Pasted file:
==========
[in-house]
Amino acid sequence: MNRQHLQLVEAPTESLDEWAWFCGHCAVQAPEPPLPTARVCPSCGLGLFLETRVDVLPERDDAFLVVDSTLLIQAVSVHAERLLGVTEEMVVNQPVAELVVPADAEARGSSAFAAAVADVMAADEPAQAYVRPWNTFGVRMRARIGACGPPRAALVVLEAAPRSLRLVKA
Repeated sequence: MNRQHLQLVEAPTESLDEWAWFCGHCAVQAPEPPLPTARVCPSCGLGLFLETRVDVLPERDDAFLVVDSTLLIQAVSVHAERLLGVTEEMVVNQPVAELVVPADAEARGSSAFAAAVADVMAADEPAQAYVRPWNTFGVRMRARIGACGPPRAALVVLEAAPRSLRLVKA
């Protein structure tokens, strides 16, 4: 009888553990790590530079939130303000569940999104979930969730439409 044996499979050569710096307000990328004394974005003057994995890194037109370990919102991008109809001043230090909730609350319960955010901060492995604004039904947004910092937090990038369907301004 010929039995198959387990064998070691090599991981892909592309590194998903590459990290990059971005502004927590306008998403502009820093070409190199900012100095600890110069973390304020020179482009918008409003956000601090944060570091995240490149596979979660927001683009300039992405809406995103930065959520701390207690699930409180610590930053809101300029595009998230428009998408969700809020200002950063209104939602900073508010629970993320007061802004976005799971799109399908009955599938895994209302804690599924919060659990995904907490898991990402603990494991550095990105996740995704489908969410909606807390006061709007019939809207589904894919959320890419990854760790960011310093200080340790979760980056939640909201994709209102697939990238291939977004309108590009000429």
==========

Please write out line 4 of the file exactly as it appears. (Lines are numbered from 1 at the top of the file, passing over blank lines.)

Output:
């Protein structure tokens, strides 16, 4: 009888553990790590530079939130303000569940999104979930969730439409 044996499979050569710096307000990328004394974005003057994995890194037109370990919102991008109809001043230090909730609350319960955010901060492995604004039904947004910092937090990038369907301004 010929039995198959387990064998070691090599991981892909592309590194998903590459990290990059971005502004927590306008998403502009820093070409190199900012100095600890110069973390304020020179482009918008409003956000601090944060570091995240490149596979979660927001683009300039992405809406995103930065959520701390207690699930409180610590930053809101300029595009998230428009998408969700809020200002950063209104939602900073508010629970993320007061802004976005799971799109399908009955599938895994209302804690599924919060659990995904907490898991990402603990494991550095990105996740995704489908969410909606807390006061709007019939809207589904894919959320890419990854760790960011310093200080340790979760980056939640909201994709209102697939990238291939977004309108590009000429």